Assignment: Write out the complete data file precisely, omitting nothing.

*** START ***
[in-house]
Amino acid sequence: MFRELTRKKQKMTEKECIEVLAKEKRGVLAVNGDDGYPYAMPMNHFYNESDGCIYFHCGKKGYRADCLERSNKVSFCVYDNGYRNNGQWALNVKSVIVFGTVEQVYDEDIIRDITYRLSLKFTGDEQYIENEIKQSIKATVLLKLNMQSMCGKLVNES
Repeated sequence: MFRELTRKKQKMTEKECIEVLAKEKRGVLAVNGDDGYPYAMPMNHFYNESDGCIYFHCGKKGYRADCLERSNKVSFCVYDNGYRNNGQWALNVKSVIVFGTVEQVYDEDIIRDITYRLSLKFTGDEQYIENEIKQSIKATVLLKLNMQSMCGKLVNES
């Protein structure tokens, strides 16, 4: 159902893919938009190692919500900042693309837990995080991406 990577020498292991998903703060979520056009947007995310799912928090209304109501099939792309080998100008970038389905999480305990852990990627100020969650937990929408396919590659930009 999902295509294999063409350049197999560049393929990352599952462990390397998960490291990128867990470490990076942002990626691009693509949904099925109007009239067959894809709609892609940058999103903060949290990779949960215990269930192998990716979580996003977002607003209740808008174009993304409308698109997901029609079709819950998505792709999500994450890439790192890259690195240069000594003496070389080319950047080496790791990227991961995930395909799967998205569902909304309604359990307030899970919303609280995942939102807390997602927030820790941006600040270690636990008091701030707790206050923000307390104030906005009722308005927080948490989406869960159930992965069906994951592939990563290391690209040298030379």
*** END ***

[in-house]
Amino acid sequence: MFRELTRKKQKMTEKECIEVLAKEKRGVLAVNGDDGYPYAMPMNHFYNESDGCIYFHCGKKGYRADCLERSNKVSFCVYDNGYRNNGQWALNVKSVIVFGTVEQVYDEDIIRDITYRLSLKFTGDEQYIENEIKQSIKATVLLKLNMQSMCGKLVNES
Repeated sequence: MFRELTRKKQKMTEKECIEVLAKEKRGVLAVNGDDGYPYAMPMNHFYNESDGCIYFHCGKKGYRADCLERSNKVSFCVYDNGYRNNGQWALNVKSVIVFGTVEQVYDEDIIRDITYRLSLKFTGDEQYIENEIKQSIKATVLLKLNMQSMCGKLVNES
């Protein structure tokens, strides 16, 4: 159902893919938009190692919500900042693309837990995080991406 990577020498292991998903703060979520056009947007995310799912928090209304109501099939792309080998100008970038389905999480305990852990990627100020969650937990929408396919590659930009 999902295509294999063409350049197999560049393929990352599952462990390397998960490291990128867990470490990076942002990626691009693509949904099925109007009239067959894809709609892609940058999103903060949290990779949960215990269930192998990716979580996003977002607003209740808008174009993304409308698109997901029609079709819950998505792709999500994450890439790192890259690195240069000594003496070389080319950047080496790791990227991961995930395909799967998205569902909304309604359990307030899970919303609280995942939102807390997602927030820790941006600040270690636990008091701030707790206050923000307390104030906005009722308005927080948490989406869960159930992965069906994951592939990563290391690209040298030379």